Maybe it’s forward-thinking ahead of the further sequels of Avengers Disassemble (Iron Man takes it all apart and sells it all off for booze-money) and Avengers Restoration (Martin Scorsese finds them in an Argentinean basement and uses modern technology to make Earth’s Mightiest Heroes shine again).
In all probability, some whizzkid in the marketing department got bored, messed around with some promo material on Photoshop and it got taken seriously. Consequently, UK cinemas will be screening Avengers Assemble.
These conundrums come in the wake of several recent episodes of upset and confusion surrounding film titles and the response to these movies has been quite vocal on occasions. Some undiscerning cinemagoers, for example, were baffled by the absence of underwater vehicles in Richard Ayoade’s Submarine. People were disgusted that Tyrannosaur didn’t feature dinosaurs and were disappointed that Paddy Considine’s directorial debut turned out to be a bleak council estate drama and not Jurassic Park in Yorkshire.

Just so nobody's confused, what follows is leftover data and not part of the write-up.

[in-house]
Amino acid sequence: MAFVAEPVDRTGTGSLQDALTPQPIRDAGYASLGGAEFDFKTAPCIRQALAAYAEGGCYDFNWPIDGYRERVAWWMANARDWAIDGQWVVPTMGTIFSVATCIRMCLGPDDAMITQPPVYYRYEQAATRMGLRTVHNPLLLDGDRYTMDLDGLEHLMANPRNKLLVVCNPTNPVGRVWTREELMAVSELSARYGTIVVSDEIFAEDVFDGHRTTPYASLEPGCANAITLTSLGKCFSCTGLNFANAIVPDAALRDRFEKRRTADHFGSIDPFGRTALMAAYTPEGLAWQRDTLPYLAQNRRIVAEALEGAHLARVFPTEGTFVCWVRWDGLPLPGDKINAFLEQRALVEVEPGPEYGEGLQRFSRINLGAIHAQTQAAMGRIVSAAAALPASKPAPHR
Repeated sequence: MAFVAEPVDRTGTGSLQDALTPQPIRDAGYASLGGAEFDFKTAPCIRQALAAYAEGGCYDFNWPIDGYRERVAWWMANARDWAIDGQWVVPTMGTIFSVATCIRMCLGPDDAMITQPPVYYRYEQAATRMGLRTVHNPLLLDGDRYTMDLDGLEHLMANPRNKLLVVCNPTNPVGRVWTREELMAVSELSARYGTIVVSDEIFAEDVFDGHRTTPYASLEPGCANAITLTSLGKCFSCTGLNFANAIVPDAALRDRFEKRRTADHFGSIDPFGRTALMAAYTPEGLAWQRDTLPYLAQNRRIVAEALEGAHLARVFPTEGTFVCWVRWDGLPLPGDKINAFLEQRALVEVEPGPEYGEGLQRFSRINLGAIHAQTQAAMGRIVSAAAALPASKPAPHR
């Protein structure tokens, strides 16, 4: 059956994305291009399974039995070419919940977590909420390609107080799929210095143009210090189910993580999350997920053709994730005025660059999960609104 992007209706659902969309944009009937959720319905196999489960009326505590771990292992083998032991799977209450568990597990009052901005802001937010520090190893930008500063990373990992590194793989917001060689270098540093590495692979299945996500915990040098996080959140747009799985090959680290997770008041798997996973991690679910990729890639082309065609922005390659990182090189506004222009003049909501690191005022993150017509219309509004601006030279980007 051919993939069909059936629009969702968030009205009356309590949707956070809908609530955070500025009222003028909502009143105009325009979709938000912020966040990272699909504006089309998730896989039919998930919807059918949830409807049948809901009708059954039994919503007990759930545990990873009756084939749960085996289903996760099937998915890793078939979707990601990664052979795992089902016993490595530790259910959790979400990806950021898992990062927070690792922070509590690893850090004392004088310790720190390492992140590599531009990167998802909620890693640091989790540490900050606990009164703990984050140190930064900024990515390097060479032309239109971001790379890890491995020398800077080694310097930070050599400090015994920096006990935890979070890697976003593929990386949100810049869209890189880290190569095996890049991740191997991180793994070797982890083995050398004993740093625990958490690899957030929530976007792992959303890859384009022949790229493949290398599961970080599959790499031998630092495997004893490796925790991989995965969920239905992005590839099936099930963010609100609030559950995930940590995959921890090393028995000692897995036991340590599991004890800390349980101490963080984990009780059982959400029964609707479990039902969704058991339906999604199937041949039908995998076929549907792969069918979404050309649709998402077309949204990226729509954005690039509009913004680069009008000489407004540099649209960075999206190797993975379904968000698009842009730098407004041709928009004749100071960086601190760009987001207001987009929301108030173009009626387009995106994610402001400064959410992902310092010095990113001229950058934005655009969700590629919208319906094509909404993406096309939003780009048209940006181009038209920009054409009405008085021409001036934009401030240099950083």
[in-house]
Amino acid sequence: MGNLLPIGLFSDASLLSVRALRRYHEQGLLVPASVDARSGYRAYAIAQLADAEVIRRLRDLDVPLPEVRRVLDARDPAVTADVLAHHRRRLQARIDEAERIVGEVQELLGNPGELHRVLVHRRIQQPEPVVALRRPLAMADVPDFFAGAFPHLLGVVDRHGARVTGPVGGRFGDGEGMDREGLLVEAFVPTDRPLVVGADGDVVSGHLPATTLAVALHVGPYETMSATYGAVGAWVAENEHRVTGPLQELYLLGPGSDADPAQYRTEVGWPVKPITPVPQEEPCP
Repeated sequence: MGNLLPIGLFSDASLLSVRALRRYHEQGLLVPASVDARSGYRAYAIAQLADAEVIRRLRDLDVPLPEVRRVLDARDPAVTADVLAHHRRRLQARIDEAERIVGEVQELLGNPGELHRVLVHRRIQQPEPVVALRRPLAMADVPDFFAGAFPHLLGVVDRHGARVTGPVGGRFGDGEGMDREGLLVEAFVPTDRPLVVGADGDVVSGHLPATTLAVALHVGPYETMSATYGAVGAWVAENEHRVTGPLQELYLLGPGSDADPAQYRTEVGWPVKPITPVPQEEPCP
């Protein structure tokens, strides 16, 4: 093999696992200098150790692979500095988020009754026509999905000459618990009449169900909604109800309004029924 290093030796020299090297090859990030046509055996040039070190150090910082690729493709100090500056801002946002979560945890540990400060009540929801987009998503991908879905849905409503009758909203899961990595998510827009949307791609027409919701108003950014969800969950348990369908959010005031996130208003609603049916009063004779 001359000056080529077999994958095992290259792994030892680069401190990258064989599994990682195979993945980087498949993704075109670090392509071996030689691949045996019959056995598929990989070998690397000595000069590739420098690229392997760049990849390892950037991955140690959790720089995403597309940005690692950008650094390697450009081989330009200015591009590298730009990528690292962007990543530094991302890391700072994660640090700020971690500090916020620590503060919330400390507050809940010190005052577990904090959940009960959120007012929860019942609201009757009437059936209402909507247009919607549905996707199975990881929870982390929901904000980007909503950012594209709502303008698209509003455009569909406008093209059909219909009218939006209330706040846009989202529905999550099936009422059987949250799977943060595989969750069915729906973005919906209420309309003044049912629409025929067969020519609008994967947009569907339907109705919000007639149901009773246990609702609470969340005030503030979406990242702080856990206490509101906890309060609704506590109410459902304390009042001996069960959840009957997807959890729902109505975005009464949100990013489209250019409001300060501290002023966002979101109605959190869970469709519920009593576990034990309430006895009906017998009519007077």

There was also the infamous affair of the Michigan woman who sued theatres for damages after they ‘misled’ her into believing that Drive would be like The Fast And The Furious. I’d suggest that having a warning visit from Ryan Gosling and his hammer would’ve been a just outcome to this ludicrous legal action.
On the one hand, it’s sad to think that there are people apparently lacking wit, sophistication or any sense of appreciation for the abstract, esoteric or nuances of plot and deep meaning contained within a film. On the other hand, it reinforces the importance of the title and just how essential it is to any work of art and in its translation to the audience.